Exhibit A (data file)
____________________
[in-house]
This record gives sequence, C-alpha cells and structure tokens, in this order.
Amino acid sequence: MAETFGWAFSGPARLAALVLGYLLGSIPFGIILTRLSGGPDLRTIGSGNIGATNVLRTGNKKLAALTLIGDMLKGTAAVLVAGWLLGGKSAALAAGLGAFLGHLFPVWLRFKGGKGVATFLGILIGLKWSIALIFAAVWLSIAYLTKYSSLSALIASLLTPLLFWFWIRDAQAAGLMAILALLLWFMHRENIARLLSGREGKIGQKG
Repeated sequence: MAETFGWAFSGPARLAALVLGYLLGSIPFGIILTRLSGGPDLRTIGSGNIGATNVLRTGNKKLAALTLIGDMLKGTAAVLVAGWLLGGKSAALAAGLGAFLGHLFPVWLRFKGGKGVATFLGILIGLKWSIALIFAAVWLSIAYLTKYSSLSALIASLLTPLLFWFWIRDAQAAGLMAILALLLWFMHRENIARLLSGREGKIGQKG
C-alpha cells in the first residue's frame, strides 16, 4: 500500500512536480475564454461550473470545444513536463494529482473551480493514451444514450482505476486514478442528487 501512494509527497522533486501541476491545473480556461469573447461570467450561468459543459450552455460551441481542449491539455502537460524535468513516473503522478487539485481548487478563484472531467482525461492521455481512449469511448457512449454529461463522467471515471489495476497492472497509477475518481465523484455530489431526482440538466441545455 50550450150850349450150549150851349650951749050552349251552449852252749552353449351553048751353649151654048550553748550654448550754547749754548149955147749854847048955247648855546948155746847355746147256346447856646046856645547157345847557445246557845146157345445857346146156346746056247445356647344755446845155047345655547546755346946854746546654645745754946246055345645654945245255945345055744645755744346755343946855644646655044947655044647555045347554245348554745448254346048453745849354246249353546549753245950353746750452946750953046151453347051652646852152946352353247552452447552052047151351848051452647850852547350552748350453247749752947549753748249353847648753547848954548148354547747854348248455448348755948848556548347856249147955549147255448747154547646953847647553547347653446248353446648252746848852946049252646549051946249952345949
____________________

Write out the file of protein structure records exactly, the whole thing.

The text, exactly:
[in-house]
This record gives sequence, C-alpha cells and structure tokens, in this order.
Amino acid sequence: MAETFGWAFSGPARLAALVLGYLLGSIPFGIILTRLSGGPDLRTIGSGNIGATNVLRTGNKKLAALTLIGDMLKGTAAVLVAGWLLGGKSAALAAGLGAFLGHLFPVWLRFKGGKGVATFLGILIGLKWSIALIFAAVWLSIAYLTKYSSLSALIASLLTPLLFWFWIRDAQAAGLMAILALLLWFMHRENIARLLSGREGKIGQKG
Repeated sequence: MAETFGWAFSGPARLAALVLGYLLGSIPFGIILTRLSGGPDLRTIGSGNIGATNVLRTGNKKLAALTLIGDMLKGTAAVLVAGWLLGGKSAALAAGLGAFLGHLFPVWLRFKGGKGVATFLGILIGLKWSIALIFAAVWLSIAYLTKYSSLSALIASLLTPLLFWFWIRDAQAAGLMAILALLLWFMHRENIARLLSGREGKIGQKG
C-alpha cells in the first residue's frame, strides 16, 4: 500500500512536480475564454461550473470545444513536463494529482473551480493514451444514450482505476486514478442528487 501512494509527497522533486501541476491545473480556461469573447461570467450561468459543459450552455460551441481542449491539455502537460524535468513516473503522478487539485481548487478563484472531467482525461492521455481512449469511448457512449454529461463522467471515471489495476497492472497509477475518481465523484455530489431526482440538466441545455 50550450150850349450150549150851349650951749050552349251552449852252749552353449351553048751353649151654048550553748550654448550754547749754548149955147749854847048955247648855546948155746847355746147256346447856646046856645547157345847557445246557845146157345445857346146156346746056247445356647344755446845155047345655547546755346946854746546654645745754946246055345645654945245255945345055744645755744346755343946855644646655044947655044647555045347554245348554745448254346048453745849354246249353546549753245950353746750452946750953046151453347051652646852152946352353247552452447552052047151351848051452647850852547350552748350453247749752947549753748249353847648753547848954548148354547747854348248455448348755948848556548347856249147955549147255448747154547646953847647553547347653446248353446648252746848852946049252646549051946249952345949